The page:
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[Today, the European Union] leaders will discuss two very important topics: Security and Defence and our relations with our Southern Neighbourhood.
On Security and Defence, it is the first discussion at the European Union Council in this area since December 2018.
I think it is a timely discussion, as we are advancing on the Strategic Compass. I will inform the European Union leaders about the ongoing work and next steps. We need to find a common understanding of the challenges that threat the European Union, the challenges we are facing, in order to propose ways to tackle them all together.
This exercise is the first ever [EU]-wide threat analysis. It was presented last November. It was incorporated as the first step on this process. Now, we will need to identify concrete objectives that will guide our future work in Security and Defence for the years to come.
This discussion is a very important part of our transatlantic relations.
At the Council today, the Secretary-General of NATO Jens Stoltenberg will participate at the beginning of the meeting, as a clear sign of the close partnership that the European Union has with NATO, a clear sign of the partnership between the two organisations. Our cooperation has been advancing in the past and will continue doing so. There is a strong demand in the current difficult and challenging environment for the European Union and NATO to work more closely together.
We are going also to talk about the Southern Neighbourhood. The political and economic situation in the Southern Neighbourhood countries requires the attention of the European Union Council. The two regions are closely intertwined. Earlier this month, together with the Commission, we proposed an ambitious agenda backed by an economic and investment plan to strengthen our cooperation with our neighbours in the Mediterranean. It is very important to do so because the gap between the two shores of the Mediterranean has been increasing, not decreasing but increasing.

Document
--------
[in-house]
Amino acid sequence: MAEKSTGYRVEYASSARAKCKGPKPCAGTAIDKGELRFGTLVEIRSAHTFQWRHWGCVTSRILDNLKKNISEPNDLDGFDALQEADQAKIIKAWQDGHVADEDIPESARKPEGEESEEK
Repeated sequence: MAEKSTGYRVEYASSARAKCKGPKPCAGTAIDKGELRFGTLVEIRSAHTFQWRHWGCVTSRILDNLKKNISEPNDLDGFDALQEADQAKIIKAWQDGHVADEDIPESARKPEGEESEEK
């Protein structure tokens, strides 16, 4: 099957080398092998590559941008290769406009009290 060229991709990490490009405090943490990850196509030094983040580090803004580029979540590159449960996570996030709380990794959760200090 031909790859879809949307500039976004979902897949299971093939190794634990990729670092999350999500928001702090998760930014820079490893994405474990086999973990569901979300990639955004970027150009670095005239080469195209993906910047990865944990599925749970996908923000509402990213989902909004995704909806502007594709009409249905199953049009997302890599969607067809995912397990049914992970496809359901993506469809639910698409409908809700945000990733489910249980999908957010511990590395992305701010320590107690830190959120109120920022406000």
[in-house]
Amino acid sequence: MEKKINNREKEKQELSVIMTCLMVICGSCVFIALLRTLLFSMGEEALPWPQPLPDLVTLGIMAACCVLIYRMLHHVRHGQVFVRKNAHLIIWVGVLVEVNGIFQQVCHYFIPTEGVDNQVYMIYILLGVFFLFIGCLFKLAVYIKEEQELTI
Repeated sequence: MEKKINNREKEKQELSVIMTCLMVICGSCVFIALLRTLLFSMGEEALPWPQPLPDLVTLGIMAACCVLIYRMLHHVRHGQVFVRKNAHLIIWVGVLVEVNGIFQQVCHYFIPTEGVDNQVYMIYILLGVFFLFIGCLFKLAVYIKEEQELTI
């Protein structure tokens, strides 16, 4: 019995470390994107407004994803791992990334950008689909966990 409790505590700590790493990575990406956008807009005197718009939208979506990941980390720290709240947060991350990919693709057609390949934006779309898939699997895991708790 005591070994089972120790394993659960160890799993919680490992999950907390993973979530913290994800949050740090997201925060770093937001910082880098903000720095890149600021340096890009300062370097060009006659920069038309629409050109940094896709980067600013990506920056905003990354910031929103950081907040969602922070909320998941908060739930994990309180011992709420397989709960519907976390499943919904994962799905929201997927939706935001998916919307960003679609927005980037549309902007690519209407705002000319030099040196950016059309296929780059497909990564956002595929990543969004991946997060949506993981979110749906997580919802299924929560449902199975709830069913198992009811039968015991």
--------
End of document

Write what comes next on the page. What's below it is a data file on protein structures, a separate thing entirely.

We have common challenges and we have to deal with them together: climate change, green and digital transformations, and above all security and migration. We have to turn these challenges into opportunities.
Finally, I take this occasion to say a word about the Iran nuclear deal. The latest nuclear steps by Iran are very much concerning. You will have seen our reaction in the European Union declaration that we issued yesterday, from the Council.
But at the same time, I am convinced, as coordinator of the JCPOA [Joint Commission of the Joint Comprehensive Plan of Action] that we do have a diplomatic space, a diplomatic window of opportunity for dialogue at this moment and to reinvigorate this deal according with the wish explained and expressed by the new Biden administration.
We need to use this opportunity and focus on solutions to bring the JCPOA back on track, in order for everybody to fulfil their commitments. This is an occasion that we cannot miss.